Morrisons To Become First British Supermarket To Introduce Plastic-Free Fruit and Veg Areas
Shoppers will be able to pick up 127 varieties of fruit and veg - all plastic-free - with the option to either buy them loose or use recyclable paper bags. Sir David Attenborough would approve.
The company estimates it will save three tonnes of plastic a week, or 156 tonnes each year.
It comes after a successful 10-month trial in stores in the UK towns of Skipton, Guiseley and St Ives, where customers bought 40 percent more loose fruit and veg, seemingly happy enough to ditch the unnecessary plastic packaging.
The new 'buy bagless' shelves will be part of a completely plastic-free area within the fruit and veg department and will include all the usual suspects such as apples, carrots, oranges, onions, potatoes, tomatoes and cauliflower. There will also be 'unusual seasonal varieties' such as celeriac and persimmons.
Drew Kirk, fruit and veg director at Morrisons, said: "Many of our customers would like the option of buying their fruit and veg loose. So we're creating an area of our greengrocery with no plastic where they can pick as much or as little as they like. We're going back to using traditional greengrocery and we hope customers appreciate the choice."
Sixty stores will get the plastic-free areas this year, with more introduced later as part of Morrisons' ongoing store refurbishment programming, meaning that a whole load more plastic will be saved.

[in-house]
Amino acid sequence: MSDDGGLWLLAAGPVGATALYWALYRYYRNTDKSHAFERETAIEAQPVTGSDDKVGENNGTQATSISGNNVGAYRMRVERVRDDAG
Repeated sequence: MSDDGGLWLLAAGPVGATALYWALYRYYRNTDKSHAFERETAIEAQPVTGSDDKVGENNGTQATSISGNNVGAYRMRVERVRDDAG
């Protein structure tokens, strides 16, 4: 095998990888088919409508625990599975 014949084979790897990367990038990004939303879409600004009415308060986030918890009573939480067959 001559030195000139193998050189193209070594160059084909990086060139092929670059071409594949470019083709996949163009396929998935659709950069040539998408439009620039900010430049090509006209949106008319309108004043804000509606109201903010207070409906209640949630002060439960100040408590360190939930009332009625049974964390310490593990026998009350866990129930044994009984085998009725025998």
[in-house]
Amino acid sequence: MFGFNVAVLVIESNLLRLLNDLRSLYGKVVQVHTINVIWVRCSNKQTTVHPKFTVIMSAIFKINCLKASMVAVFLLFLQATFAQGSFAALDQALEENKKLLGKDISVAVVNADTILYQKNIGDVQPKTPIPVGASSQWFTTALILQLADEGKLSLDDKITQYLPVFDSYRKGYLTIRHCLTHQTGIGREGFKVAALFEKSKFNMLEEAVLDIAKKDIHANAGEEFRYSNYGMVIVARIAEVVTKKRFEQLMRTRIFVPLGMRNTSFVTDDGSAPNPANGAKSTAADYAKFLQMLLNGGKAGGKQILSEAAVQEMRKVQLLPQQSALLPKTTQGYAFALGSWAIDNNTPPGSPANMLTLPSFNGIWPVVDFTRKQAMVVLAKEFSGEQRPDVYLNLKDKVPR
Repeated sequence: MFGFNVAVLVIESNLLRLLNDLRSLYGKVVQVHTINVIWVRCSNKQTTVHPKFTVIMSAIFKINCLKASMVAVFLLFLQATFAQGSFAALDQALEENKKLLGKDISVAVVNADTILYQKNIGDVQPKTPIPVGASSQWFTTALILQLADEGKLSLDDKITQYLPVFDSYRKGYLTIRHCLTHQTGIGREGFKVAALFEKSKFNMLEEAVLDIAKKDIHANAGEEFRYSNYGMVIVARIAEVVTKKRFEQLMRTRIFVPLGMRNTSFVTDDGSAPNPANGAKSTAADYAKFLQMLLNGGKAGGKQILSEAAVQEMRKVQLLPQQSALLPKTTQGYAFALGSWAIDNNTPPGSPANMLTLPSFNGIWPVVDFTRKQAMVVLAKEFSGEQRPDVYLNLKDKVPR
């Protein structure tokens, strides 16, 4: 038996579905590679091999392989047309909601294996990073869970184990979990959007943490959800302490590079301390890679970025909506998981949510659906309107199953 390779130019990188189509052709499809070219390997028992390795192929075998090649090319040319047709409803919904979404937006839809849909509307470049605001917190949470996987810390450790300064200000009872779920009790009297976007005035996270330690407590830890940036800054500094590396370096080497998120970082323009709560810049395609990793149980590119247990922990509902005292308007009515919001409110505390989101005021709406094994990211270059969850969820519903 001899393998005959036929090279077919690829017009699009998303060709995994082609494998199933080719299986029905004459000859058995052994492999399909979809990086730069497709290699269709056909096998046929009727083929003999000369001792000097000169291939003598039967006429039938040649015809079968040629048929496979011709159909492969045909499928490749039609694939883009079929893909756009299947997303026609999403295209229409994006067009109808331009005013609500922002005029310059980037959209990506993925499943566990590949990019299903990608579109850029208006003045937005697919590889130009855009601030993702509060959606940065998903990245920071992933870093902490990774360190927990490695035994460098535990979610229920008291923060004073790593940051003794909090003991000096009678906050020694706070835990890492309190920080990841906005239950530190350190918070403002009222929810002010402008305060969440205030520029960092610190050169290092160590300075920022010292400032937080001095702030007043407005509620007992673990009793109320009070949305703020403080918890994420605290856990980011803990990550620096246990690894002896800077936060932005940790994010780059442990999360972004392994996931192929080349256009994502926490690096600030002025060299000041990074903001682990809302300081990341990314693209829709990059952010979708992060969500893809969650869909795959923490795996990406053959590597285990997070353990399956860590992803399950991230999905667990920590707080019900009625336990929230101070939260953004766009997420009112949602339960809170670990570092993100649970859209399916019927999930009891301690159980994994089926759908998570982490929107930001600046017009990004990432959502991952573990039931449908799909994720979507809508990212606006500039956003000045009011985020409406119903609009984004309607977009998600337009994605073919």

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Alongside this, the supermarket has previously pledged to ensure all own-brand plastic packaging is reusable, recyclable or compostable by 2025.
In December last year, Morrisons introduced 1kg boxes of fruit and veg for just £1.
In an attempt to tackle food waste and encourage healthy eating, the 'Too Good To Waste' boxes contain a wide range of different fruits and vegetables near their end of the shelf-life.
All the items are 'condition checked' by staff to ensure they're safe to eat.
"We've listened to our customers who said they don't want to see good food going to waste," Drew said at the time.
"So we've created these boxes and every day we'll fill them with a wide selection of produce at risk of being thrown away.
"Because produce may be unusual and varied, customers can also try some new and exciting dishes at home without having to spend a fortune."
Featured Image Credit: Morrisons
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